The action of Flare Path takes place in the residents’ lounge of the Falcon Hotel, in Lincolnshire, during a ‘weekend in Autumn’ 1941. The play mentions Germany of course, and Poland; Couldn’t imagine any sort of context for it for Emily, and couldn’t even remember whether Pearl Harbor was 1941 or ’42, but Emily did: 1941, she told me. Perhaps the action took place before America joined the war, since without checking, think Pearl Harbor was later in the year than setting, November or December. Either way, the play is a great weepie; the older man sitting next to me was unquestionably in tears, I too, and perhaps, didn’t check, Norma and Geoff.
There’s an introduction to it in the programme by Max Hastings, a noted (right-wing) historian, and rave reviews on the internet in The Telegraph. Hastings points out that Rattigan simply had not been able to write for a couple of years; his psychiatrist recommended ‘hard discipline’ and Rattigan joined the RAF, after which he was able to complete this play, drawn very much from experience. First time I ever heard of a shrink helping a blocked writer …
After walking around the city for a while, the four of us went to a very fancy French-Indian restaurant for dinner. The food was very tasty, and I got to order my first pre-dinner cocktail (I don't remember what it was, but it was something very pink and fruity), as well as an Irish coffee flambé.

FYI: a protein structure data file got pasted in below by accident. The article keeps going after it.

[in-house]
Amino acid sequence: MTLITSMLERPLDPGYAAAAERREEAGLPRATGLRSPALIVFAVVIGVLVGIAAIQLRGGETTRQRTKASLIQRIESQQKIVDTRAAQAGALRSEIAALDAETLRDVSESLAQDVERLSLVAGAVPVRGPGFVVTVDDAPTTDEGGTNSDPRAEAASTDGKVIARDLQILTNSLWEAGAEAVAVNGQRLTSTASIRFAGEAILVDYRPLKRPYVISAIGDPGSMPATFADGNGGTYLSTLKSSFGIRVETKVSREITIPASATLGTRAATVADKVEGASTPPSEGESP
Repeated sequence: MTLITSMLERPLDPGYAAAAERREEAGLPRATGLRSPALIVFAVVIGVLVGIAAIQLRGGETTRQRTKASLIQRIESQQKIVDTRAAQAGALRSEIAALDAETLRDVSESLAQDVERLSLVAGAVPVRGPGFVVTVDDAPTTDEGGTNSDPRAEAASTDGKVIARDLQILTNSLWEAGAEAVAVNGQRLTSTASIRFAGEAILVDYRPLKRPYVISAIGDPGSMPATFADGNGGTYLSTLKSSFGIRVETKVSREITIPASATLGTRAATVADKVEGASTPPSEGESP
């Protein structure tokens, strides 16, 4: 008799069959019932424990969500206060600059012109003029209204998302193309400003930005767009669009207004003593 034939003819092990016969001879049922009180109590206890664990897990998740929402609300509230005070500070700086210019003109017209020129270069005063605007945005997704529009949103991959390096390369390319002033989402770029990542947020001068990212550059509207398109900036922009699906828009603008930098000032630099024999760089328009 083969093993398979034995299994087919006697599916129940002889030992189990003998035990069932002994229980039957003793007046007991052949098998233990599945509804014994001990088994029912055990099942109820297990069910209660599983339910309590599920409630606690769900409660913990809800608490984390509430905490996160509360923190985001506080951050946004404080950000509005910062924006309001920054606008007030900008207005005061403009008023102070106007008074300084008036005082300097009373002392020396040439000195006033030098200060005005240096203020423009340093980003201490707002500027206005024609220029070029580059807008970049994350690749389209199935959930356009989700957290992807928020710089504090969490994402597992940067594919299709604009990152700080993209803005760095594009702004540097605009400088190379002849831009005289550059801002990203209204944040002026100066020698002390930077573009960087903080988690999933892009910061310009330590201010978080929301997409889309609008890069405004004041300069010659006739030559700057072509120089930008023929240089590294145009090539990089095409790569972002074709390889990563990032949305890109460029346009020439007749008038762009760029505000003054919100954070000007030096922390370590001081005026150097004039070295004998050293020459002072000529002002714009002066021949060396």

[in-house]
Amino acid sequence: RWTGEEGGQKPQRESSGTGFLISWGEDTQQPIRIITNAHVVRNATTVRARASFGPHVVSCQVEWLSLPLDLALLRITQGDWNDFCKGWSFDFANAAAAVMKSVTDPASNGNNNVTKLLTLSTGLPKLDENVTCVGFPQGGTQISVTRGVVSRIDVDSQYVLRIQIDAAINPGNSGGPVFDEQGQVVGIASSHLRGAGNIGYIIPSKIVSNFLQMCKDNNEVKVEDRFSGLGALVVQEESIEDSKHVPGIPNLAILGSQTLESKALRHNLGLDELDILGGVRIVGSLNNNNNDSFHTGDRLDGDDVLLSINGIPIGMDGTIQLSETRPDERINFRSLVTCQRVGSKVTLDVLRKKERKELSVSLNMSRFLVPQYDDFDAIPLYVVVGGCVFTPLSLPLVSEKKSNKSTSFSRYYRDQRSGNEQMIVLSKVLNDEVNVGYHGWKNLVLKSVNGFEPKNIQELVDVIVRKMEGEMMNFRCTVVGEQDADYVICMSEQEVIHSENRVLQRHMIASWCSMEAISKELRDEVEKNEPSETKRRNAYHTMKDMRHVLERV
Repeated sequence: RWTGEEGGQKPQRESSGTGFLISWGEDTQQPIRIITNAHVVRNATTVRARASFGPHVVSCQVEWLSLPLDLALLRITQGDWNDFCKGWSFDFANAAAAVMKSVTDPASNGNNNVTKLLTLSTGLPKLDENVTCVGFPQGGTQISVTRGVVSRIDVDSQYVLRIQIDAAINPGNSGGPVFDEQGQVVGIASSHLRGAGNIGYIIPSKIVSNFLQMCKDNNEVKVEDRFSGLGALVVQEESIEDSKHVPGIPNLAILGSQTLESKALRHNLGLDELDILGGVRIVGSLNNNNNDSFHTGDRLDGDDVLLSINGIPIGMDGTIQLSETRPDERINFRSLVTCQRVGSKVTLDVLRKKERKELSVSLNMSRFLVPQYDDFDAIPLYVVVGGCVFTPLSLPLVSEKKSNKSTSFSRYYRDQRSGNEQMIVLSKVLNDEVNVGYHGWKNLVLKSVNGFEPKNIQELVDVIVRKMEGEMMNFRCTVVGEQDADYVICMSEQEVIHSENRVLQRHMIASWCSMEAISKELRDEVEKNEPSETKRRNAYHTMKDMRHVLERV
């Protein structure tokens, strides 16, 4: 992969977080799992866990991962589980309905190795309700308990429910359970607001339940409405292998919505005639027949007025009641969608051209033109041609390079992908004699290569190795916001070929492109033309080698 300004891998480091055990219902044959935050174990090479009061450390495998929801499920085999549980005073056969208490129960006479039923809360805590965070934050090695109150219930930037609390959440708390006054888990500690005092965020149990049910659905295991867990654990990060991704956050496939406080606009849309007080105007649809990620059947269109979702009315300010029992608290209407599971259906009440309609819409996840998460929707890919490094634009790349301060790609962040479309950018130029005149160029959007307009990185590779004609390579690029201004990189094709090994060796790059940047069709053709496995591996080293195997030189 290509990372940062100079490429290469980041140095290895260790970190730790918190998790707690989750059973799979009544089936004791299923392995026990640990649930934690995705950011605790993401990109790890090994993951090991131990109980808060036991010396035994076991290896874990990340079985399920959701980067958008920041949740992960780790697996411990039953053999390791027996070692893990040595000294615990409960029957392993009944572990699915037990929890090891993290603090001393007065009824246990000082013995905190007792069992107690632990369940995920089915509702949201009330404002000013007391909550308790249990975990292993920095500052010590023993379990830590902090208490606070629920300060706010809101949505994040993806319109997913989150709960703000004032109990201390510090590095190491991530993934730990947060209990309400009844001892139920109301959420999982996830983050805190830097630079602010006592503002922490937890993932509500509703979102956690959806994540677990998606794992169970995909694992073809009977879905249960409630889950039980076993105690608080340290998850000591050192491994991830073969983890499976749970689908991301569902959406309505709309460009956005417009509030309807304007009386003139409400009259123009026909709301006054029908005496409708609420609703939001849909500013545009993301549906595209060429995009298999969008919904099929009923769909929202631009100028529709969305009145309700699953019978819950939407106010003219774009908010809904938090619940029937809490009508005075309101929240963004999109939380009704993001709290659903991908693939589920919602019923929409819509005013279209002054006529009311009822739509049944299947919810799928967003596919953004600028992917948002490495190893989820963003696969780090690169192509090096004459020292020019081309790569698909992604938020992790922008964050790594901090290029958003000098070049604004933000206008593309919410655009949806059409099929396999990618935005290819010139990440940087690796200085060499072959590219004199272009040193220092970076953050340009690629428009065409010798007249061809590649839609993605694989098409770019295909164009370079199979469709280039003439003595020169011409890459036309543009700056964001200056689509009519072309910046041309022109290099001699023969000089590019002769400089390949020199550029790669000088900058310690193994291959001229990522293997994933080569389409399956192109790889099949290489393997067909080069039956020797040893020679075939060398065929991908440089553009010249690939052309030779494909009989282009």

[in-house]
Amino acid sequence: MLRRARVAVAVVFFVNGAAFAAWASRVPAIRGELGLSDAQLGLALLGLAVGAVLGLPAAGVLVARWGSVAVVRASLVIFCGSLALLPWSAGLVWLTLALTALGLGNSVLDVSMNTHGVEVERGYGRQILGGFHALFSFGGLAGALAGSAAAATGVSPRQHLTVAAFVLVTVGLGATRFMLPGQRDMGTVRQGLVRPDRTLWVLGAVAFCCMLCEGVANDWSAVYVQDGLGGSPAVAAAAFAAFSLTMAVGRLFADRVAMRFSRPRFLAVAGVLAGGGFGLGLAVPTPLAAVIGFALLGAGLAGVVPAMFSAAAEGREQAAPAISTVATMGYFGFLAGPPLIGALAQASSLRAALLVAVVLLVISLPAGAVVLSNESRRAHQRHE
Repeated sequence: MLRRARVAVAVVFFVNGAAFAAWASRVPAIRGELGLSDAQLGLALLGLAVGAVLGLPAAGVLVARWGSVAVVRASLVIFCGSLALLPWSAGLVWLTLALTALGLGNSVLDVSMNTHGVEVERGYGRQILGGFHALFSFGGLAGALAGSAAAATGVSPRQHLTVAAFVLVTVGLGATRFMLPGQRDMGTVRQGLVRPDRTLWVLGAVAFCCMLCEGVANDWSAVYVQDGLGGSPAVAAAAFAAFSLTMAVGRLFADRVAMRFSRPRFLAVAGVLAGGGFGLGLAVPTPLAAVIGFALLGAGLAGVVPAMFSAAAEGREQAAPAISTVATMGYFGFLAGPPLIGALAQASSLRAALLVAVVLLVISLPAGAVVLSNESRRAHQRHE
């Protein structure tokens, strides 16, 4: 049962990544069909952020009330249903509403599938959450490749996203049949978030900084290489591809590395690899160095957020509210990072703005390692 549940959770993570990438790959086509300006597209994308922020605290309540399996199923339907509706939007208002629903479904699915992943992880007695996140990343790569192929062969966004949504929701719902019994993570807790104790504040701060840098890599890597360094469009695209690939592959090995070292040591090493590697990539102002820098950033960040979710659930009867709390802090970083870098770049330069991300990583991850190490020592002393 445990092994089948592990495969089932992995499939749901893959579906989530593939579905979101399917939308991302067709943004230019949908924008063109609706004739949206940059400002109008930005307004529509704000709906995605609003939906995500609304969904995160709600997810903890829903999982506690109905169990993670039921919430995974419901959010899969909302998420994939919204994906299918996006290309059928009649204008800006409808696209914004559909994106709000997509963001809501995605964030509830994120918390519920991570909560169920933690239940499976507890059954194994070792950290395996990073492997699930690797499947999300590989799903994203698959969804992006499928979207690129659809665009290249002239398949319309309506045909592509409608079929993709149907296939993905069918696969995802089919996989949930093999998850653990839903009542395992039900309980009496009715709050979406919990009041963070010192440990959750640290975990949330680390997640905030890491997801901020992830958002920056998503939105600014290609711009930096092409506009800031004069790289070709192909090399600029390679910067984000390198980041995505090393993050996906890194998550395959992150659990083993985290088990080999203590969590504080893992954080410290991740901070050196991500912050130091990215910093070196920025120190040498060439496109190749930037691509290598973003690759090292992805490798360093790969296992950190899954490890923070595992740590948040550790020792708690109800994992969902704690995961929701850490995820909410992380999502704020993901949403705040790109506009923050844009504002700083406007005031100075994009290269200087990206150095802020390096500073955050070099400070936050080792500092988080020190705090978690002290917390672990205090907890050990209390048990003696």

|Me, Norma, Geoff, and Sonia|
|The waiter preparing my Irish coffee|
The next day, Norma, Sonia and I went to the Tate Modern. Once again, I couldn't take pictures inside the museum, but I found this video about one of my favorite pieces that I saw:
That evening, I went to visit another cousin, Susu (the daughter of another first cousin of my mom and Norma and Sonia) and her partner, Vic, to watch a program on TV about the Busby Babes and the Munich air disaster, starring David Tennant. Susu's aunt (and cousin of my mom, Norma, and Sonia) was married to Dennis Viollet, one of the players who survived the crash (though there didn't seem to be any mention of him in the program).
The next morning, Norma and Sonia saw me off at the bus station. They had each packed me a lunch, so I was very well fed on the 10-hour bus ride home. I had a great time in London, and everyone was so generous and hospitable and fun. I had hoped to take another trip back before leaving, but unfortunately I wasn't able to make it work.
Once I returned to Edinburgh, I had a week of intense studying for exams. There were lots of long days (and nights) spent in the library. I did, however, take a break from studying to go to the Beltane Fire Festival.
The Beltane Fire Festival is a sort of Gaelic-influenced ritual drama involving fire and dancing, and takes place at night on Calton Hill, every year on April 30. There's a whole elaborate sequence of rituals with mythological significance (which you can read about here) but I mostly went for the visual spectacle, figuring I'd be able to take some awesome pictures. Tragically, my camera battery died the second I arrived, but you can see some pretty neat pictures that other people took on Flickr here.
The following week, I had my exams. They seemed to go okay, but I don't want to jinx myself. My laptop had also chosen this time to stop working properly, so once I finished my exams, I spent a week off the grid, while my computer was in the shop being repaired.
Not long after that, my flatmates finished their exams, and much post-exam celebrating ensued.
Right now, I'm at the point between post-exam partying and freaking out because I'M LEAVING THE DAY AFTER TOMORROW. GAAAAAHHHH. Seriously, how did the semester go by so fast.
Anyway, this post has gone on so long already that I'll save my thoughts on leaving Edinburgh for another post, later tonight or tomorrow.